• 3. Cationic polymers. Preferred cationic polymers include polymers or copolymers of geminally disubstituted olefins, alpha-heteroatom olefins and/or styrenic monomers. Preferred geminally disubstituted olefins include isobutylene, isopentene, isoheptene, isohexane, isooctene, isodecene, and isododecene. Preferred alpha-heteroatom olefins include vinyl ether and vinyl carbazole, preferred styrenic monomers include styrene, alkyl styrene, para-alkyl styrene, alpha-methyl styrene, chloro-styrene, and bromo-para-methyl styrene. Preferred examples of cationic polymers include butyl rubber, isobutylene copolymerized with para methyl styrene, polystyrene, and poly-alpha-methyl styrene.
  • 4. Miscellaneous. Other preferred layers can be paper, wood, cardboard, metal, metal foils (such as aluminum foil and tin foil), metallized surfaces, glass (including silicon oxide (SiOx) coatings applied by evaporating silicon oxide onto a film surface), fabric, spunbonded fibers, and non-wovens (particularly polypropylene spun bonded fibers or non-wovens), and substrates coated with inks, dyes, pigments, and the like.

The films may vary in thickness depending on the intended application, however films of a thickness from 1 to 250 μm are usually suitable. Films intended for packaging are usually from 10 to 60 micron thick. The thickness of the sealing layer is typically 0.2 to 50 μm. There may be a sealing layer on both the inner and outer surfaces of the film or the sealing layer may be present on only the inner or the outer surface.

Additives such as block, antiblock, antioxidants, pigments, fillers, processing aids, UV stabilizers, neutralizers, lubricants, surfactants and/or nucleating agents may also be present in one or more than one layer in the films. Preferred additives include silicon dioxide, titanium dioxide, polydimethylsiloxane, talc, dyes, wax, calcium sterate, carbon black, low molecular weight resins and glass beads, preferably these additives are present at from 0.1 to 1000 ppm.

In another embodiment one more layers may be modified by corona treatment, electron beam irradiation, gamma irradiation, or microwave irradiation. In a preferred embodiment one or both of the surface layers is modified by corona treatment.

The films described herein may also comprise from 5 to 60 weight %, based upon the weight of the polymer and the resin, of a hydrocarbon resin. The resin may be combined with the polymer of the seal layer(s) or may be combined with the polymer in the core layer(s). The resin preferably has a softening point above 100° C., even more preferably from 130 to 180° C. Preferred hydrocarbon resins include those described above. The films comprising a hydrocarbon resin may be oriented in uniaxial or biaxial directions to the same or different degrees. For more information on blendsof tackifiers and modifiers useful herein, see U.S. Ser. No. 60/617,594, filed Oct. 8, 2004.

The films described above may be used as stretch and/or cling films. Stretch/cling films are used in various bundling, packaging and palletizing operations. To impart cling properties to, or improve the cling properties of, a particular film, a number of well-known tackifying additives have been utilized. Common tackifying additives include polybutenes, terpene resins, alkali metal stearates and hydrogenated rosins and rosin esters. The cling properties of a film can also be modified by the well-known physical process referred to as corona discharge. Some polymers (such as ethylene methyl acrylate copolymers) do not need cling additives and can be used as cling layers without tackifiers. Stretch/clings films may comprise a slip layer comprising any suitable polyolefin or combination of polyolefins such as polyethylene, polypropylene, copolymers of ethylene and propylene, and polymers obtained from ethylene and/or propylene copolymerized with minor amounts of other olefins, particularly C4 to C12 olefins. Particularly preferred is linear low density polyethylene (LLDPE). Additionally, the slip layer may include one or more anticling (slip and/or antiblock) additives which may be added during the production of the polyolefin or subsequently blended in to improve the slip properties of this layer. Such additives are well-known in the art and include, for example, silicas, silicates, diatomaceous earths, talcs and various lubricants. These additives are preferably utilized in amounts ranging from about 100 ppm to about 20,000 ppm, more preferably between about 500 ppm to about 10,000 ppm, by weight based upon the weight of the slip layer. The slip layer may, if desired, also include one or more other additives as described above.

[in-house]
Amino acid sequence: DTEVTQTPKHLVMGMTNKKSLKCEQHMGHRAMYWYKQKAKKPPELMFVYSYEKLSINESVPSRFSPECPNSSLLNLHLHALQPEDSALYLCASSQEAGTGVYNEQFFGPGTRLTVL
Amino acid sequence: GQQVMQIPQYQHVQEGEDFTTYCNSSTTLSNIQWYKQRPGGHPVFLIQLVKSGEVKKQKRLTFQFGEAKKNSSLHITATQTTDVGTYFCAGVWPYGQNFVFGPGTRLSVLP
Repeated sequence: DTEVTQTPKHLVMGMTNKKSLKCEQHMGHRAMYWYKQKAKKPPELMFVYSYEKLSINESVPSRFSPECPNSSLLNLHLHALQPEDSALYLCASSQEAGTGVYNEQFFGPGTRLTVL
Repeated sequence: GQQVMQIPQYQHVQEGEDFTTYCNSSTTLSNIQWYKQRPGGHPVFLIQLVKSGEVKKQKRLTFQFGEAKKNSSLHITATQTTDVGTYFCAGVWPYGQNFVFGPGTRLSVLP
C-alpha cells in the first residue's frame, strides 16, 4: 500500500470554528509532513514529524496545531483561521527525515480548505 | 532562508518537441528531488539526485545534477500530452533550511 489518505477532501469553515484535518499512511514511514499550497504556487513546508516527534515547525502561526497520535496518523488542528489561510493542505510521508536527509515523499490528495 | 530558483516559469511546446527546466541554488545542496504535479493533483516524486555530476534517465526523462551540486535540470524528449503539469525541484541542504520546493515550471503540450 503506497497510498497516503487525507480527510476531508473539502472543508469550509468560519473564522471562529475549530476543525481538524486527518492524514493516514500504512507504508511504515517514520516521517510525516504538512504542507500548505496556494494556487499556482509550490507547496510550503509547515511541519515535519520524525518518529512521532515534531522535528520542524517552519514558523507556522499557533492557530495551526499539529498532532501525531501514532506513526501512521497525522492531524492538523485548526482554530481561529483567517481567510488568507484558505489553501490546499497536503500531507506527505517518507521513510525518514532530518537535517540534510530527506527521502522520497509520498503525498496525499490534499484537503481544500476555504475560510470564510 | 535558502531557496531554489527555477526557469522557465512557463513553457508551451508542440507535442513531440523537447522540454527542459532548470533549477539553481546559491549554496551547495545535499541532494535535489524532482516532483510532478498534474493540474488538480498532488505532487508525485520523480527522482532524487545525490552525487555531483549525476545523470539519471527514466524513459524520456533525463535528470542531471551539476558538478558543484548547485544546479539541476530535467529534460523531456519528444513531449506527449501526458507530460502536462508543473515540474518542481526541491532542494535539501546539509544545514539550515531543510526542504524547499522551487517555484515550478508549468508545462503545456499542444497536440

Molded and Extruded Products

The polyethylene composition described above may also be used to prepare molded products in any molding process, including but not limited to, injection molding, gas-assisted injection molding, extrusion blow molding, injection blow molding, injection stretch blow molding, compression molding, rotational molding, foam molding, thermoforming, sheet extrusion, and profile extrusion. The molding processes are well known to those of ordinary skill in the art.

The compositions described herein may be shaped into desirable end use articles by any suitable means known in the art. Thermoforming, vacuum forming, blow molding, rotational molding, slush molding, transfer molding, wet lay-up or contact molding, cast molding, cold forming matched-die molding, injection molding, spray techniques, profile co-extrusion, or combinations thereof are typically used methods.